Saturday, April 17, 2010

The Tupperware Drawer

Tupperware: it’s like Legos for kids who aren’t old enough to play with Legos.  I remember playing with my mom’s Tupperware; I watched my sisters do the same thing as they grew up, and now my son is enjoying the childhood same rite of passage.  The activity is evolving as he grows.  It began with the simple game of open the cabinet and pulling all the Tupperware out.  That was it.  Eventually it became a game of nesting shapes, and today the various containers are the building blocks for all sorts of things from castles to machines.
To be best of my recollection, when I was a little guy my mom kept our stockpile of Tupperware in a large drawer.  It was a constant source of plastic shapes to build cool things with based on an idea; at other times it was the chaotic resource pool that fueled the imagination.

Today I watch my son enjoy the same right of passage, the only difference being that we keep our Tupperware on the lower shelf of a cabinet.  The plastic goodies are a constant source of entertainment, and the cabinet is an added benefit.  Unlike the drawer I remember, the cabinet is an adventure all by itself.  With a door on both ends, it serves as a tunnel, a cave, a castle, and probably a handful of other things my son hasn’t expressed to me.
The day will come soon when Paul will graduate from Tupperware to something better--probably Legos since they were one of the few toys I grew up with that contributed the most to my active (overactive?) imagination.  In fact, I think Legos were probably the most important toy for me in this regard.  I still think back to some of the incredibly amazing things I remember building with what today are the most basic of Lego blocks.  I’m pretty sure if I had those same Legos in hand today, I wouldn’t be able to duplicate my childhood work.  What’s honestly not clear to me though is if what I built was all that amazing, or if my young, fresh imagination made the fruit of my labor somehow better than it actually was.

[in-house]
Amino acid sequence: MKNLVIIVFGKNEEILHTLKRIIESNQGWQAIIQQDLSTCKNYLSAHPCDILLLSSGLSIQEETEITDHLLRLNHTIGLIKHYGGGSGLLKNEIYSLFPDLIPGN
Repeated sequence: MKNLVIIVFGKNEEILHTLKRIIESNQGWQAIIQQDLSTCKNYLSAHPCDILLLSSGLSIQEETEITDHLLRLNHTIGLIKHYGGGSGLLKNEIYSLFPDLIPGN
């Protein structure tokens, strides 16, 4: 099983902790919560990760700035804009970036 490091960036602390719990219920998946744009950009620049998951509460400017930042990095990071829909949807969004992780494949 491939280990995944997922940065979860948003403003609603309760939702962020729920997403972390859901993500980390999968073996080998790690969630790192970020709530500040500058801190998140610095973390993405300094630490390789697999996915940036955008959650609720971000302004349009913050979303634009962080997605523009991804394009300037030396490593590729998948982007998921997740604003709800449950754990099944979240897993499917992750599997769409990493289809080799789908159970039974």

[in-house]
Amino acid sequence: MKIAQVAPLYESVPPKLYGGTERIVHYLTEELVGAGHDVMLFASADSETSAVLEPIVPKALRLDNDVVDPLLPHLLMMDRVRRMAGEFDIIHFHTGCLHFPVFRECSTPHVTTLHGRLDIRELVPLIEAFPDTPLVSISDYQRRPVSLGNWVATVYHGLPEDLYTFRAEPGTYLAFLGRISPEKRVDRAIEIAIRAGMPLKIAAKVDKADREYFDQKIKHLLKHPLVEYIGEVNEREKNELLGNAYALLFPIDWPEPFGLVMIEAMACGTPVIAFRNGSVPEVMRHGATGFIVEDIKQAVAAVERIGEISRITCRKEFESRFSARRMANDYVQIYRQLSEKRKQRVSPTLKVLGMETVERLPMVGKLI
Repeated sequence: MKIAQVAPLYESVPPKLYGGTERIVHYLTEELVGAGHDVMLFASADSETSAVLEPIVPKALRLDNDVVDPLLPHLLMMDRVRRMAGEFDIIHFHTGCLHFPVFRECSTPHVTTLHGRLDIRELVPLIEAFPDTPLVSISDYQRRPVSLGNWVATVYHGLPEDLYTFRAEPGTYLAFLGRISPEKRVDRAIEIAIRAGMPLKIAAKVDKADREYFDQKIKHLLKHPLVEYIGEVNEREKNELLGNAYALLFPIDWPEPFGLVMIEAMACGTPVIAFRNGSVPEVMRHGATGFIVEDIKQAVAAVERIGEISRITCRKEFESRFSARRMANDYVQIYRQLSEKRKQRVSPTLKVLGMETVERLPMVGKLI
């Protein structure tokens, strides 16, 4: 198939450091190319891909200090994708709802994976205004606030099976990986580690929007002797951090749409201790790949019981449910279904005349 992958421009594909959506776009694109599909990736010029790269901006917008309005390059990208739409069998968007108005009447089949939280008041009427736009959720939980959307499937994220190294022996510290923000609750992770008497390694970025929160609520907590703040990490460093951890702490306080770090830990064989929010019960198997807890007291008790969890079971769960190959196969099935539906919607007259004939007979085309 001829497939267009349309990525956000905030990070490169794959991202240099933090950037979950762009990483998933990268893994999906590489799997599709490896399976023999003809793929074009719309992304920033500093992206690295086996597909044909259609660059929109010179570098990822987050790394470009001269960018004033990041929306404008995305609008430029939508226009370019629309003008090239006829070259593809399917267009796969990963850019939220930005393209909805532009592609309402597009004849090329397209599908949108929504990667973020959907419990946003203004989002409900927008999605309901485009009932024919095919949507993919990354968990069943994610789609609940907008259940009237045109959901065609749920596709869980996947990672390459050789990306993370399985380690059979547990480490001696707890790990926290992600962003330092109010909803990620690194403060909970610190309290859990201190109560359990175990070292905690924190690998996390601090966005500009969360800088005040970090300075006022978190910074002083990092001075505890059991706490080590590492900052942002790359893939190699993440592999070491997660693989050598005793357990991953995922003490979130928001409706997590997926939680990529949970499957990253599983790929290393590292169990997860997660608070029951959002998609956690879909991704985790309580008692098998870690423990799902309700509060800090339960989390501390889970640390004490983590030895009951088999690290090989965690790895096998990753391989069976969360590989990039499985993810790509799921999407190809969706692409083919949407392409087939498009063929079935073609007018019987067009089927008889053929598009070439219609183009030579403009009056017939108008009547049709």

Tupperware, and later Legos, helped me make my ideas real.  Whether I was inventing something new or trying to recreate something I had seen that captured my imagination, these most basic of toys helped ensure my young life was truly only limited by my own imagination.  I look forward to the not-too-distant future when I have the chance to present my son with the next set of imagination tools as he graduates from the Tupperware shelf.  The challenge for me as I’ll probably relive some of my own childhood, is to stay out of his imagination’s way and let it soar.
It’s great to be a dad!


  1. Darn it JP, you brought tears to my eyes! I can remember those days of my youth also and look forward to when Gracen reaches the age we can share such times together.

    Thanks for posting and sharing JP.


  2. Thanks Pons! You see, it IS really great to be a dad--our sons are keeping us young!


Please feel free to leave your thoughts and comments. They're certainly welcome and will appear after they're reviewed.